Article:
Gaski: Islamophobia or Propaganda?

June 12, 2024

by John Gaski, Ph.D.

What does the word “Islamophobia” mean? What is its formal definition? You can take your time to answer. Actually, this is an easy question because there is more than one correct answer. 

In the meantime, a diversion: When was the first time you ever heard of the word “Islamophobia,” as best you can remember? Other than very young readers, who have heard it their whole lives, the likely answer for most would be about 20 years ago — say, following the 9/11 terrorism attack and its aftermath. There is a reason why that answer would be common, but maybe not the reason you expect. 

As many will also recall, America was rather agitated against the 9/11 terrorists at the time, and could not help noticing that they were all Muslims, as are nearly all terrorist groups worldwide (per the U.S. State Department’s listing of international terrorist organizations). So, the propaganda arm of international Islam realized it had a public relations problem. “People are on to us; they are beginning to realize our movement’s true, violent nature,” they might have thought. But what to do about it? Their response strategy is obvious to anyone who knows anything about marketing and public relations (PR): They launched a propaganda campaign to equate any criticism of Islam with bigotry, thereby intimidating potential critics into submitting to that constraint and effectively silencing any opposition. QED. Widespread Muslim PR was around earlier, of course (M. Peretz, The New Republic, 1/10/11, https://newrepublic.com/article/81178/the-invention-islamophobia), but it intensified, of necessity, after 9/11. 

Evidence of this? Your own memory: Have you ever seen any criticism of Islam that was not immediately denounced as bigotry, i.e., Islamophobia? In fact, how rare is it to see or hear criticism of Islam, period — especially relative to the provocations? Evidence of the campaign’s effectiveness: Why is it that there is one and only one particular religion we are not allowed to criticize? In contrast, surely you have noticed abundant public criticism of Christianity and Judaism. In some Muslim countries, practice of either religion is a capital crime.

But does Islam itself, the so-called “religion of peace,” deserve any criticism? Again, what does Islamophobia mean? The natural, inherent meaning of the term is fear of Muslims. Obviously, however, the prevailing usage has transmuted into a practical meaning of hostility toward Muslims, as any online dictionary can confirm. I do not represent the latter nouveau meaning. I can only endorse hostility toward the large proportion of world Muslims who support terrorism and mass murder. Shouldn’t we all? You have a problem with that? (A massive international polling effort by the Pew organization from 2002 to 2014 found that nearly half the Muslims surveyed support terrorism and suicide bombing against the West. Really.) Yet we also cannot deny that the grounding for such violent Muslim sentiment can be found in the Quran’s aggressive advice and the murderous example of Muhammad himself. So, I also suggest that genuine, devout Muslims take a hard look at their religion — and the barbaric behavior practiced in its name.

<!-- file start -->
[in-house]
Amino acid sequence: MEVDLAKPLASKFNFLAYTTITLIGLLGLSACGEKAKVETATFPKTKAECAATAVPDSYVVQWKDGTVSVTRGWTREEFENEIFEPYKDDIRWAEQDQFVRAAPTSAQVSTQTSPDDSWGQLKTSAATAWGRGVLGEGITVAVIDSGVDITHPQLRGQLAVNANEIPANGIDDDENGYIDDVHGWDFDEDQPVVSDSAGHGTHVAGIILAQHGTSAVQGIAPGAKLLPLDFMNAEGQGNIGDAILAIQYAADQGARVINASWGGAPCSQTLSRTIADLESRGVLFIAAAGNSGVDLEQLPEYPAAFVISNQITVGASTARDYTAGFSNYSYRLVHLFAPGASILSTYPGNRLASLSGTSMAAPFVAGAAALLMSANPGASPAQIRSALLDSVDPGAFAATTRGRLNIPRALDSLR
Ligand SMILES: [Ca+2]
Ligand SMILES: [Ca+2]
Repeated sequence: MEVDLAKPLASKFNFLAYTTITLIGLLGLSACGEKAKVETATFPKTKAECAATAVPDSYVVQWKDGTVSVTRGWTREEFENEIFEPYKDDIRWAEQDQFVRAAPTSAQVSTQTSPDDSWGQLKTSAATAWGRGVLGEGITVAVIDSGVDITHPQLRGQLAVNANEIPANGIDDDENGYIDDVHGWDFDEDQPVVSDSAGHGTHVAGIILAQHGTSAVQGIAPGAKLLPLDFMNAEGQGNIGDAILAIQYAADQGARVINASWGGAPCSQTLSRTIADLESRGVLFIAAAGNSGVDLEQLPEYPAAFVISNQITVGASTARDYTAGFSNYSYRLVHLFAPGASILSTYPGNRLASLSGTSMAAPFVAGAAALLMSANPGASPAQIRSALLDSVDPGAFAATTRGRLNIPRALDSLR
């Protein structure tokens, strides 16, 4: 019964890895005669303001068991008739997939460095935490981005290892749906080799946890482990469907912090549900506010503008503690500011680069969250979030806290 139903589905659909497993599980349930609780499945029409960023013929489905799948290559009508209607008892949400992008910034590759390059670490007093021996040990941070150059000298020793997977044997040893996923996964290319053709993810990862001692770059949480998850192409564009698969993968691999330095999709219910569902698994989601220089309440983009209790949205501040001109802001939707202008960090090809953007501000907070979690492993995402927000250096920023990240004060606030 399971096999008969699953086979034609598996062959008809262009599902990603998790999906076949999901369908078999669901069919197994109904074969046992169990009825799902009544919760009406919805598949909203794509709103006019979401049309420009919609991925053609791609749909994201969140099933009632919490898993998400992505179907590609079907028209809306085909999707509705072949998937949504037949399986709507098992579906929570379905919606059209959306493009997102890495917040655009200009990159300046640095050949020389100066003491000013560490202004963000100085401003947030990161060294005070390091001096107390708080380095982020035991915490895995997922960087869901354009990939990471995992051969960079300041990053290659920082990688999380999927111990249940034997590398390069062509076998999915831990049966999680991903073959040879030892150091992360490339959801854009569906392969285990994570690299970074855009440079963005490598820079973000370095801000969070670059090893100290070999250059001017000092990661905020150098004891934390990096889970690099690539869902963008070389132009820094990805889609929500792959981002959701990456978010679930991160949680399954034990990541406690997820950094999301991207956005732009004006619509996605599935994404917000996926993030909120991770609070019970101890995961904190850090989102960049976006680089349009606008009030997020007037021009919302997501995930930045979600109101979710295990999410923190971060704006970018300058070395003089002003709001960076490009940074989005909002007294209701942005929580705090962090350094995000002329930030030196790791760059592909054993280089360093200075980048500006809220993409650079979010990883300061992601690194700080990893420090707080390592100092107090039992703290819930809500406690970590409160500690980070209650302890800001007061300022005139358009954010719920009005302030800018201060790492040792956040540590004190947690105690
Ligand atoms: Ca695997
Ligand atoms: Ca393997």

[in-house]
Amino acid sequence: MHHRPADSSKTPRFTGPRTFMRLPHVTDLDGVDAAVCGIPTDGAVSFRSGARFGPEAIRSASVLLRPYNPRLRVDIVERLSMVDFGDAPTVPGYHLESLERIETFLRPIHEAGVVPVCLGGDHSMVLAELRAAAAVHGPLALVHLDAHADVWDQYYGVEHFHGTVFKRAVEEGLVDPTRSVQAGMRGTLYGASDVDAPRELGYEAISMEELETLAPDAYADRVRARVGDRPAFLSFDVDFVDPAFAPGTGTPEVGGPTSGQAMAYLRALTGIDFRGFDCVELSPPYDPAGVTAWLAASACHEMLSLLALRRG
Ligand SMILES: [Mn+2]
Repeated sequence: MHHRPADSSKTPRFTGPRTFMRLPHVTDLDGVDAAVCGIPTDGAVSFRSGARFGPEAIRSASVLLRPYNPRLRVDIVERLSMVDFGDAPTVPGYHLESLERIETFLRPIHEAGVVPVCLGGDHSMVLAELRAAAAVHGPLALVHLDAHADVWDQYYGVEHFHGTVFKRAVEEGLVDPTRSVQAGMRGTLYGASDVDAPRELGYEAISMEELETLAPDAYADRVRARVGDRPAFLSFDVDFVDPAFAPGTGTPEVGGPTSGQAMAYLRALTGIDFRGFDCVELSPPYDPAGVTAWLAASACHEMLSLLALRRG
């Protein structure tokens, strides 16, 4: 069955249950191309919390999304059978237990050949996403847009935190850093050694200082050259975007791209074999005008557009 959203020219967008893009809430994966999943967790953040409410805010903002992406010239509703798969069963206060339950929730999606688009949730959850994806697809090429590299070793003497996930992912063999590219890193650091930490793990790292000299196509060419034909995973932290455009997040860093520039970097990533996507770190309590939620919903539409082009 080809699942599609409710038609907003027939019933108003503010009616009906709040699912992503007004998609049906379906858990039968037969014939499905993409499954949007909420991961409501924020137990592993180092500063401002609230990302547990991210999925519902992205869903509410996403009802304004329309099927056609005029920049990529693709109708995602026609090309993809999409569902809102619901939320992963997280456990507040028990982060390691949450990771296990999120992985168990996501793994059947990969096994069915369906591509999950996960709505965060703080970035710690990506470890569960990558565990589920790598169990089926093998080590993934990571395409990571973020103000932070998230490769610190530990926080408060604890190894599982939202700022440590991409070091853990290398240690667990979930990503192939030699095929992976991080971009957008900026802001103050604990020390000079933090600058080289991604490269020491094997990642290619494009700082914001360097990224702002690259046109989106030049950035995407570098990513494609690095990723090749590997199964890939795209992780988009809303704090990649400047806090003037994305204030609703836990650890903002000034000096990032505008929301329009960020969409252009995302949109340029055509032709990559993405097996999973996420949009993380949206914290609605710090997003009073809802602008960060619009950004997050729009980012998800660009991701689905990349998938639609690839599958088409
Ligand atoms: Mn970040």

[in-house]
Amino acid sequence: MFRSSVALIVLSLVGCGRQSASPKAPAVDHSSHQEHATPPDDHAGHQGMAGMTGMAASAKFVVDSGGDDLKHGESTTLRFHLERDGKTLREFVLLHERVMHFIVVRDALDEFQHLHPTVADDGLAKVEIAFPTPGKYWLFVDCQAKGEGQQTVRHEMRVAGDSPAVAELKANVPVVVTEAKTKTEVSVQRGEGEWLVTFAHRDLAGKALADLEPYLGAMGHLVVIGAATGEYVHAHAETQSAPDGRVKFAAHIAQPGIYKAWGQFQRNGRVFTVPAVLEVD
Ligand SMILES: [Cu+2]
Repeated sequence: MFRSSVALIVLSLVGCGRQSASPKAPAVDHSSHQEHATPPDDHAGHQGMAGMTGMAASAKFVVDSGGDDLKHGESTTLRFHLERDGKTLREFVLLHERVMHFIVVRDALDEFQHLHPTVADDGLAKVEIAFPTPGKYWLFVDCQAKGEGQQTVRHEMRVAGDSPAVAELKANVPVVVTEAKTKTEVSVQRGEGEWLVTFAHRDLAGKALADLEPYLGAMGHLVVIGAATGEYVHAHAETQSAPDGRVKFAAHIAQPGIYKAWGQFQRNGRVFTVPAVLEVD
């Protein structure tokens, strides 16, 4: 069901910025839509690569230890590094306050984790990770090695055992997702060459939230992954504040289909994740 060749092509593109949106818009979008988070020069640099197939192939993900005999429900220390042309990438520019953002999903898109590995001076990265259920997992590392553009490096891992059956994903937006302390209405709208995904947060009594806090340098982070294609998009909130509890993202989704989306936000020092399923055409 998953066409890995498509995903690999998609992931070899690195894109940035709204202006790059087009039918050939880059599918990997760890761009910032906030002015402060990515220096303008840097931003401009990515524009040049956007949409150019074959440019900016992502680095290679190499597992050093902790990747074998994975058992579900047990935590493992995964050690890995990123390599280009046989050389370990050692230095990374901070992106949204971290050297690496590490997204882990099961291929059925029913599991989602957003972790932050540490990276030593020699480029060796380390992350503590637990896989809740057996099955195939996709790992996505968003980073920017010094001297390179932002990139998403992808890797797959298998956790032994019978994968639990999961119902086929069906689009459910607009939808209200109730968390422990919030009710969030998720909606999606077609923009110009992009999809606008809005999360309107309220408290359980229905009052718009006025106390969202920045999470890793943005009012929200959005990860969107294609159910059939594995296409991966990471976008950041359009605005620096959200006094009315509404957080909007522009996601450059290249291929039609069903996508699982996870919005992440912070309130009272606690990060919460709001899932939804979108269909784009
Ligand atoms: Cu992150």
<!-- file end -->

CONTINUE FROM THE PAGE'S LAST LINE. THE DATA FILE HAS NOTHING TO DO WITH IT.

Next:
By the same token, fear of Muslims can indeed be reasonable, given the violent record of the religion’s most intense adherents along with the sect’s core purpose of imposing submission on the entire world, by force if necessary. Islam, you see, by its own testimony, is not only a religion but a cultural, social, and military movement — with all non-Muslims targeted, so to speak. Sorry to break the news this way. 

Allahu Akhbar, and heaven help the rest of us. “Be afraid, be very afraid.” And remember my name, just in case this column makes me the next victim of a fatwa, jihad, or Charlie Hebdo-type mayhem. Can we imagine what Islam’s record of violence would be if it were not such a “religion of peace”? 

John Gaski, Ph.D., is an adjunct scholar of the Indiana Policy Review Foundation and an expert in marketing and public relations. His research specialization is social and political power and conflict.



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